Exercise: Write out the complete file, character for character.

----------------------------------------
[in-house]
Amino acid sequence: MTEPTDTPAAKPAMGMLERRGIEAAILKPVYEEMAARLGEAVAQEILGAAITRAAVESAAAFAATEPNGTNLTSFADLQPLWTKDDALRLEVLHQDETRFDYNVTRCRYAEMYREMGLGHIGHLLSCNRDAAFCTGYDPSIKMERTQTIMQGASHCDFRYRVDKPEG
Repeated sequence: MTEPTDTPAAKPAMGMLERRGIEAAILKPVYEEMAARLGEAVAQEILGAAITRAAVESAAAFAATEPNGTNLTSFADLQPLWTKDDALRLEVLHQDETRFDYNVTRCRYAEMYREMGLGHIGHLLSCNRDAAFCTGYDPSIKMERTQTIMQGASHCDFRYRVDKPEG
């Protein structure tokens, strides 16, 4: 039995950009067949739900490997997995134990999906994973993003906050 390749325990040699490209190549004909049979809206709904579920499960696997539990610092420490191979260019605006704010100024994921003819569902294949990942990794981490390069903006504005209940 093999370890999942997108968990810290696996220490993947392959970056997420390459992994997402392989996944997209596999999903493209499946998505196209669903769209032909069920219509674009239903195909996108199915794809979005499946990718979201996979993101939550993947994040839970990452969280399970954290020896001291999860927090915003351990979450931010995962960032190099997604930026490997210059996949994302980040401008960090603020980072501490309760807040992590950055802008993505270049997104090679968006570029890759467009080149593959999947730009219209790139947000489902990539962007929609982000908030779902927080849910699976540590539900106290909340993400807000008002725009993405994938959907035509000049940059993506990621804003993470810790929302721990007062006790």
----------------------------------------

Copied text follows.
[in-house]
Amino acid sequence: MTEPTDTPAAKPAMGMLERRGIEAAILKPVYEEMAARLGEAVAQEILGAAITRAAVESAAAFAATEPNGTNLTSFADLQPLWTKDDALRLEVLHQDETRFDYNVTRCRYAEMYREMGLGHIGHLLSCNRDAAFCTGYDPSIKMERTQTIMQGASHCDFRYRVDKPEG
Repeated sequence: MTEPTDTPAAKPAMGMLERRGIEAAILKPVYEEMAARLGEAVAQEILGAAITRAAVESAAAFAATEPNGTNLTSFADLQPLWTKDDALRLEVLHQDETRFDYNVTRCRYAEMYREMGLGHIGHLLSCNRDAAFCTGYDPSIKMERTQTIMQGASHCDFRYRVDKPEG
């Protein structure tokens, strides 16, 4: 039995950009067949739900490997997995134990999906994973993003906050 390749325990040699490209190549004909049979809206709904579920499960696997539990610092420490191979260019605006704010100024994921003819569902294949990942990794981490390069903006504005209940 093999370890999942997108968990810290696996220490993947392959970056997420390459992994997402392989996944997209596999999903493209499946998505196209669903769209032909069920219509674009239903195909996108199915794809979005499946990718979201996979993101939550993947994040839970990452969280399970954290020896001291999860927090915003351990979450931010995962960032190099997604930026490997210059996949994302980040401008960090603020980072501490309760807040992590950055802008993505270049997104090679968006570029890759467009080149593959999947730009219209790139947000489902990539962007929609982000908030779902927080849910699976540590539900106290909340993400807000008002725009993405994938959907035509000049940059993506990621804003993470810790929302721990007062006790």